of the empire they have conquered.”

There is, of course, no mistaking… there was no mistaking before the story was read, and certainly none after it was read. We loved her use of "not suprisingly" -- this is the strength of fundamentalism, its elimination of surprise. Once you have your paws on the Truth, you can bat away that imp of the perverse, the writer's impulse to surprise. Ms. Michaels, expert detective, knows that a story is just a stance, an imperialist stance. It is a disguised lecture, or op ed piece.

From that account, one would never expect a text that had paragraphs like this:

Zhilin is captured by a red bearded Tartar who sells him. The Tartar lives in the same village where Zhilin is kept as a captive. One day, Zhillin goes to see how he lives. The old man shoots at him. Afterwards, the man comes to Zhillin’s master to complain about him. Zhillin’s master explains to his Russian captive:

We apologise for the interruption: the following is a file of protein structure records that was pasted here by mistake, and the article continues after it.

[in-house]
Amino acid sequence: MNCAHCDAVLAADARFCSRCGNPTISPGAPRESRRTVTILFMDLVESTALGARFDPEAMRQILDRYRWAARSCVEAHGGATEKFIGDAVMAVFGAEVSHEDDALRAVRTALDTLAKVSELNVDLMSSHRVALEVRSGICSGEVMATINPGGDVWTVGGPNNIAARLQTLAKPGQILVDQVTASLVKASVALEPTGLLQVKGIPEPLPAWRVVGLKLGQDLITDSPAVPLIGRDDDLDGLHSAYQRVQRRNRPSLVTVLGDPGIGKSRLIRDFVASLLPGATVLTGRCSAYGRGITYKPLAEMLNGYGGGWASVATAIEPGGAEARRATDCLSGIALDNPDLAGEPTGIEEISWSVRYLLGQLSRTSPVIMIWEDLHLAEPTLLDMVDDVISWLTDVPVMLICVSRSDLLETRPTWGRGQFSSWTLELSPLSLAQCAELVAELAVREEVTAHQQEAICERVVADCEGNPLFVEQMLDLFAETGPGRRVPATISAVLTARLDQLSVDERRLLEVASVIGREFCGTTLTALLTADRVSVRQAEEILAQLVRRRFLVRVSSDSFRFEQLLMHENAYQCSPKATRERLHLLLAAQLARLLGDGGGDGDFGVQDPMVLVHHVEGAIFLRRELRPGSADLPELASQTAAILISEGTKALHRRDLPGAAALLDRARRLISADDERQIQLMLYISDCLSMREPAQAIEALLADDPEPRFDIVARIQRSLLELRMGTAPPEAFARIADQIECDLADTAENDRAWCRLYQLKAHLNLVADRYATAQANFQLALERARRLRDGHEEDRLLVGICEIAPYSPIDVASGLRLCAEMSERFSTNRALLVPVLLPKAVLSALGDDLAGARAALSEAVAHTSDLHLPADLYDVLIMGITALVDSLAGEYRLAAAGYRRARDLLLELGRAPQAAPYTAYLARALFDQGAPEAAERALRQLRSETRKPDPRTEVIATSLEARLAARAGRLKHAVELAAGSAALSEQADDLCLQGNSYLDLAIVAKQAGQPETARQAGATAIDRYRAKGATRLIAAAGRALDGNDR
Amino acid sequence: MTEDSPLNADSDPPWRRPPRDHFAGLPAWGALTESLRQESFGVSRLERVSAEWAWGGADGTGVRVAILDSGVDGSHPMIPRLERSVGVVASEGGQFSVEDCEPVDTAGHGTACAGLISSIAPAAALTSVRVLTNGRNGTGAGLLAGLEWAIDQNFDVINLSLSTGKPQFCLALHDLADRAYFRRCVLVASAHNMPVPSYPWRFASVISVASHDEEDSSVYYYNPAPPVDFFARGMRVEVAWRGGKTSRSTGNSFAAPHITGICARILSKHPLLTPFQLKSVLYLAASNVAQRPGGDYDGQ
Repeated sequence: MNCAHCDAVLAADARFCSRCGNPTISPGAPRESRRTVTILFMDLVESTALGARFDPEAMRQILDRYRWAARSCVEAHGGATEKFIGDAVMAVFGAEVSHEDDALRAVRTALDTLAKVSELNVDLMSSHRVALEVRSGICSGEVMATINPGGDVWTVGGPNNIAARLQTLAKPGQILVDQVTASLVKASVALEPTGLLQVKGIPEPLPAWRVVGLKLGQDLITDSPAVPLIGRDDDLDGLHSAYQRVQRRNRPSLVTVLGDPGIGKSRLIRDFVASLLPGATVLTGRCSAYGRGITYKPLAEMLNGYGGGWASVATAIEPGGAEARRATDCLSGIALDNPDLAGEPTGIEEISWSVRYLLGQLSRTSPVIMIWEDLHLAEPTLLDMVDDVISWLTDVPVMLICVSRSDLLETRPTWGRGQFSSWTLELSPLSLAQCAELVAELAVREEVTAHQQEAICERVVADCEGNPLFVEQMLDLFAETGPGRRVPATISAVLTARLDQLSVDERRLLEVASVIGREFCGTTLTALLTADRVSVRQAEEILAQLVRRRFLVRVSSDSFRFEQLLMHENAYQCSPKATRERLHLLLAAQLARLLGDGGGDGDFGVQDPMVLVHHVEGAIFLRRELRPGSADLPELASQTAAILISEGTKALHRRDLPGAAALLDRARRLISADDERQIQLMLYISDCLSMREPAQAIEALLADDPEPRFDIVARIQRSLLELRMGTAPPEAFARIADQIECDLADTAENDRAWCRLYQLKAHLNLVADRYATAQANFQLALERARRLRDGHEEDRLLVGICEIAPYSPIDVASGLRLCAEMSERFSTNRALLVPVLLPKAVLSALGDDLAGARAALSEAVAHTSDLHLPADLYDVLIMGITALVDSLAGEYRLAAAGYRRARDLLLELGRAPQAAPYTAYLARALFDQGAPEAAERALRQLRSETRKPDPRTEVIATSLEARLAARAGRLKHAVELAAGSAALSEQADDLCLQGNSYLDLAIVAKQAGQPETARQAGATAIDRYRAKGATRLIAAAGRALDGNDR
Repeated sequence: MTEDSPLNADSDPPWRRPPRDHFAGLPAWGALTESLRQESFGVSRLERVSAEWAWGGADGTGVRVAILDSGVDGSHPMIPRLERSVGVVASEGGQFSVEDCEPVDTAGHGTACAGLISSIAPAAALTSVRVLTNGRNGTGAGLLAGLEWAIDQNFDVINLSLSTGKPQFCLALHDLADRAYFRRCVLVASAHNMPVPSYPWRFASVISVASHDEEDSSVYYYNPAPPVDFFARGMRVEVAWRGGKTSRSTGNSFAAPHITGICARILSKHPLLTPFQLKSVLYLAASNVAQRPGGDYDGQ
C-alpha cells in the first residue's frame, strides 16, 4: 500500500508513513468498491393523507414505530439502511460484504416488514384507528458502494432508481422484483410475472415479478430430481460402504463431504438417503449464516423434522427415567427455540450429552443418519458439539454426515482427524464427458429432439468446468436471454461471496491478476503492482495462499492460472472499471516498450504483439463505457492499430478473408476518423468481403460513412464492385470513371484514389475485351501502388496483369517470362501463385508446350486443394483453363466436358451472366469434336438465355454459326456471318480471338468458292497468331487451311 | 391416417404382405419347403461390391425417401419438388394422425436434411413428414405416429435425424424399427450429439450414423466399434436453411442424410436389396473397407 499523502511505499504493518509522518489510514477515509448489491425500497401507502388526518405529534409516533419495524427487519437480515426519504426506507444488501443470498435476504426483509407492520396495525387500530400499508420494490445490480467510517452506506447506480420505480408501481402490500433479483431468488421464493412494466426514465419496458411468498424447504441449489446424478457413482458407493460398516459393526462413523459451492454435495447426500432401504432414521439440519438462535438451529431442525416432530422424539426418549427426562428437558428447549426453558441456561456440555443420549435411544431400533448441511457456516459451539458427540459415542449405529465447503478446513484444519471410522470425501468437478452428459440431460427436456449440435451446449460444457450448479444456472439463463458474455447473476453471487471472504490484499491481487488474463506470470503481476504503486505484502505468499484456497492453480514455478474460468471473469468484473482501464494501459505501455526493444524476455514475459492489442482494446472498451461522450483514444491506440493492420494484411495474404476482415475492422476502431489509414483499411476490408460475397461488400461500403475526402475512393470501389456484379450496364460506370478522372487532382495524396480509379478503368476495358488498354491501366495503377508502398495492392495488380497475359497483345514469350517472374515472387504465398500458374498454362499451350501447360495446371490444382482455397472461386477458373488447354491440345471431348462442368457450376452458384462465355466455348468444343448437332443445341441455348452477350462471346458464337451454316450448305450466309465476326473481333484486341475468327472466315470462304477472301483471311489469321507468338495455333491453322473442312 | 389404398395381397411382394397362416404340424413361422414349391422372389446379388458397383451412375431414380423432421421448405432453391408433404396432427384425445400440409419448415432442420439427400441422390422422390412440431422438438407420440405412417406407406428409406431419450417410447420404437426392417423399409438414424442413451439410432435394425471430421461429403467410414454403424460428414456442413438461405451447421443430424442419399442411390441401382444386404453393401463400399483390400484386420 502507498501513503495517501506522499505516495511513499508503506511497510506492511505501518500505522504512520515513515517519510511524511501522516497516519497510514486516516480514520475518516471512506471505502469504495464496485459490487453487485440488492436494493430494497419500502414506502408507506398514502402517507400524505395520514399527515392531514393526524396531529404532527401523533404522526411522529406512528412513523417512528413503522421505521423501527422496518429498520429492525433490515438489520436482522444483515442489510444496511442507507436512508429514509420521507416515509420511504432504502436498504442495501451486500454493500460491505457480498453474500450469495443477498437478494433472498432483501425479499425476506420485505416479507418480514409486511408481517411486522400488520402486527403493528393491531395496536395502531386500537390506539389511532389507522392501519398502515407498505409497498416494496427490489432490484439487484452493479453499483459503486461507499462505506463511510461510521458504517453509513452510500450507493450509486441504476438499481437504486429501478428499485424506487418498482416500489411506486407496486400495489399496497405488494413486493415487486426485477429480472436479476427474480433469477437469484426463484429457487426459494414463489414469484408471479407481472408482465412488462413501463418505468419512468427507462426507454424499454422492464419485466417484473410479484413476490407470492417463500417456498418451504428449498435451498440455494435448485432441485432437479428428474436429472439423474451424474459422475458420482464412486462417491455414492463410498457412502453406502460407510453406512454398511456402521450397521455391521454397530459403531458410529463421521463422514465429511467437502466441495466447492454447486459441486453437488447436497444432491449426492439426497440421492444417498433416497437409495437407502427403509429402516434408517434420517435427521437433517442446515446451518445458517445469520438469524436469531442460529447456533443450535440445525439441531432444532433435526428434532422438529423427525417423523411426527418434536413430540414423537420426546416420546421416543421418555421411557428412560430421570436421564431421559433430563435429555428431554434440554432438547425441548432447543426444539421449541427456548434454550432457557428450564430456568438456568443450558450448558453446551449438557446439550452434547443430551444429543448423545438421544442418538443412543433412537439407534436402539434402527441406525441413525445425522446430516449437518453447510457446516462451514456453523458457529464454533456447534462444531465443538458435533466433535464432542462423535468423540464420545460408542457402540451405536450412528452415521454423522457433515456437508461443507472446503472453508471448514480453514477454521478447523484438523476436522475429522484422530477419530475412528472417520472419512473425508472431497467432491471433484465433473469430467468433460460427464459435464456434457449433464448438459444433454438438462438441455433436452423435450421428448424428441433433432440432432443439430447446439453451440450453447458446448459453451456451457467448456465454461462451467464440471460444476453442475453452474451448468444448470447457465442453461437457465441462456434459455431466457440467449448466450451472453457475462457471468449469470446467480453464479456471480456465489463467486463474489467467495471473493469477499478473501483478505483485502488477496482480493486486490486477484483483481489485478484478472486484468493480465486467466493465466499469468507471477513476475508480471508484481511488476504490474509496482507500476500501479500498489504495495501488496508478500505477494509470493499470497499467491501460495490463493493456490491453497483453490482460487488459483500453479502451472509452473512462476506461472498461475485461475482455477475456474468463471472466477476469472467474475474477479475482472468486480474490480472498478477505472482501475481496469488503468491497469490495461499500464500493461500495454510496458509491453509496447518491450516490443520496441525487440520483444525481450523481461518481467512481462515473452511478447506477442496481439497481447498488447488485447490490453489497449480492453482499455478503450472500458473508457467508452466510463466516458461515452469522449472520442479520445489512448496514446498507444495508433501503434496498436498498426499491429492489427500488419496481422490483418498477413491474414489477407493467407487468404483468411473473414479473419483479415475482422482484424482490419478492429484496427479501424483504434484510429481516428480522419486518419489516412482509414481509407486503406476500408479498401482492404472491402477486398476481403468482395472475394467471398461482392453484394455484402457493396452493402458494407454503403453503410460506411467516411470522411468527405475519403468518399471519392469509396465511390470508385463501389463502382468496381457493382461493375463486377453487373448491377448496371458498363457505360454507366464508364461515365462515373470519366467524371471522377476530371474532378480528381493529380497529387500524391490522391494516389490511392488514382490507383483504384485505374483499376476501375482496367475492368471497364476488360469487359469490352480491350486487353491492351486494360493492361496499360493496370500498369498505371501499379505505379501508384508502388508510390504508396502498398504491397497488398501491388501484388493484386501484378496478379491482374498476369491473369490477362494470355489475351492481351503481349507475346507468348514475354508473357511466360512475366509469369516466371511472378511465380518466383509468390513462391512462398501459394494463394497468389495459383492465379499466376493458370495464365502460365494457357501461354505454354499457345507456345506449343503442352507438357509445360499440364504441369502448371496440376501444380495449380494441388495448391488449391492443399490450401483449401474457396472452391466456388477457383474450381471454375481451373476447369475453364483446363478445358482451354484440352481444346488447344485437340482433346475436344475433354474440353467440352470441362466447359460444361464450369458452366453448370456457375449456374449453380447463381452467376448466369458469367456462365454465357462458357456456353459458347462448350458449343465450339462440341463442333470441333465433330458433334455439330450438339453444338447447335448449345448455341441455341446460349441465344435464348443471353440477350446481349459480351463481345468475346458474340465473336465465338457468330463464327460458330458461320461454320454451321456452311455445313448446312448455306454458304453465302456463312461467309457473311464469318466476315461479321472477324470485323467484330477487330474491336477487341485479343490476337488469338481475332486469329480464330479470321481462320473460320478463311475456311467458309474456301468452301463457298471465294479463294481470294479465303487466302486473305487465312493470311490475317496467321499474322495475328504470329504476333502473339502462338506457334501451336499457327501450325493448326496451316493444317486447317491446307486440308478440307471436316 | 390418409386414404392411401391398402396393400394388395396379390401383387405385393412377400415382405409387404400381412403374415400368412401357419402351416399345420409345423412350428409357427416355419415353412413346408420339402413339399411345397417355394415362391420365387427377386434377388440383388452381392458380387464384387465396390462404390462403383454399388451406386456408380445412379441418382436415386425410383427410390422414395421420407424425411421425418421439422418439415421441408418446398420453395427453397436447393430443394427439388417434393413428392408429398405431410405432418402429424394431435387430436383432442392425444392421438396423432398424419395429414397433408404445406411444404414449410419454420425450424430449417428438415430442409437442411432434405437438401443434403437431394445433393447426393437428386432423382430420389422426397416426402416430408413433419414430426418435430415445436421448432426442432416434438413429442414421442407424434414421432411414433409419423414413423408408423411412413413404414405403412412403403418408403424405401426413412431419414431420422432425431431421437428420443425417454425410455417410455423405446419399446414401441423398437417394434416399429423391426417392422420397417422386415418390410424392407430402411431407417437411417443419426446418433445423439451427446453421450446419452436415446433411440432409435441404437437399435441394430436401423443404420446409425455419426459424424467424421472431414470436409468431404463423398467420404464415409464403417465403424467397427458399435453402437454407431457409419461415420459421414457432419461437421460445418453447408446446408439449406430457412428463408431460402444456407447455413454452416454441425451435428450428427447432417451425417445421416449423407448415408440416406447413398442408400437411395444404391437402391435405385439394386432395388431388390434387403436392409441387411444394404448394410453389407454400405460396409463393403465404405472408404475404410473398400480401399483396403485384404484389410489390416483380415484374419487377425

"'He is a great man!' said the master. 'He was the bravest of our fellows; he killed many Russians and was at one time very rich. He had three wives and eight sons, and they all lived in one village. Then the Russians came and destroyed the village, and killed seven of his sons. Only one son was left, and he gave himself up to the Russians. The old man also went and gave himself up, and lived among the Russians for three months. At the end of that time he found his son, killed him with his own hands, and then escaped. After that he left off fighting, and went to Mecca to pray to God; that is why he wears a turban. One who has been to Mecca is called "Hadji," and wears a turban. He does not like you fellows. He tells me to kill you. But I can't kill you. I have paid money for you and, besides, I have grown fond of you, Iván. Far from killing you, I would not even let you go if I had not promised.' And he laughed, saying in Russian, 'You, Iván, good; I, Abdul, good!'"